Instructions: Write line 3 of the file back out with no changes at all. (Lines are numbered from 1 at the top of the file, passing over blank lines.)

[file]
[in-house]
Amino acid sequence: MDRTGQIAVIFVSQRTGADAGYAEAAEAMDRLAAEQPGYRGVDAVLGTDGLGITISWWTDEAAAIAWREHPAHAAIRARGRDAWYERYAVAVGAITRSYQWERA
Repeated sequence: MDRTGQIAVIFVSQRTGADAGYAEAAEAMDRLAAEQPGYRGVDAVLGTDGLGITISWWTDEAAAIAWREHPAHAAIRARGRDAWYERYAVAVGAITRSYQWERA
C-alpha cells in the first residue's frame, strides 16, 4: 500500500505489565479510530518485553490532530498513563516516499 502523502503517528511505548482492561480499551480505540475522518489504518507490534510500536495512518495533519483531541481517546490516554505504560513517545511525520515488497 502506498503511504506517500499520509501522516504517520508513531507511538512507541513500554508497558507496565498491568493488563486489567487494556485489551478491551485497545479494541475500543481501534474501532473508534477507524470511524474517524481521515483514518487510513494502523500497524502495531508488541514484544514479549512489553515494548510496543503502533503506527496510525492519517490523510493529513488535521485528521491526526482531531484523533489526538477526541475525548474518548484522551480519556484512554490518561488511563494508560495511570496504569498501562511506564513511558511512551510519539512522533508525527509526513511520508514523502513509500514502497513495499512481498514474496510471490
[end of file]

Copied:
Repeated sequence: MDRTGQIAVIFVSQRTGADAGYAEAAEAMDRLAAEQPGYRGVDAVLGTDGLGITISWWTDEAAAIAWREHPAHAAIRARGRDAWYERYAVAVGAITRSYQWERA